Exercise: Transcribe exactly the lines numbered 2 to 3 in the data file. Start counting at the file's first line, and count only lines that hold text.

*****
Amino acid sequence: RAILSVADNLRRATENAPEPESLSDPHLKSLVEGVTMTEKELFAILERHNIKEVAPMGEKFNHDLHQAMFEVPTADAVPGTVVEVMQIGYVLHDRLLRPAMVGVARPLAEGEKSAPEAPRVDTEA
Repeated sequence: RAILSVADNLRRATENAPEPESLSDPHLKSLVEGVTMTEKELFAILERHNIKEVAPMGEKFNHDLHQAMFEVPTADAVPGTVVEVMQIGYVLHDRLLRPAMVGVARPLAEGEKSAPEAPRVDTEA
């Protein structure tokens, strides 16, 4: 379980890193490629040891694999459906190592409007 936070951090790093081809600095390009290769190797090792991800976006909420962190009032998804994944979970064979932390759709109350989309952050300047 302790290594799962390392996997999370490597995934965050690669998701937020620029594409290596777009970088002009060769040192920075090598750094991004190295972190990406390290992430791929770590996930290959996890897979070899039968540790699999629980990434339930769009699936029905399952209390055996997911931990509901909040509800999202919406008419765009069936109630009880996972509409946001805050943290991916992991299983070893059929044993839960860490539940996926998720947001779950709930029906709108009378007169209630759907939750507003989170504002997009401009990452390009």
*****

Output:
Repeated sequence: RAILSVADNLRRATENAPEPESLSDPHLKSLVEGVTMTEKELFAILERHNIKEVAPMGEKFNHDLHQAMFEVPTADAVPGTVVEVMQIGYVLHDRLLRPAMVGVARPLAEGEKSAPEAPRVDTEA
């Protein structure tokens, strides 16, 4: 379980890193490629040891694999459906190592409007 936070951090790093081809600095390009290769190797090792991800976006909420962190009032998804994944979970064979932390759709109350989309952050300047 302790290594799962390392996997999370490597995934965050690669998701937020620029594409290596777009970088002009060769040192920075090598750094991004190295972190990406390290992430791929770590996930290959996890897979070899039968540790699999629980990434339930769009699936029905399952209390055996997911931990509901909040509800999202919406008419765009069936109630009880996972509409946001805050943290991916992991299983070893059929044993839960860490539940996926998720947001779950709930029906709108009378007169209630759907939750507003989170504002997009401009990452390009």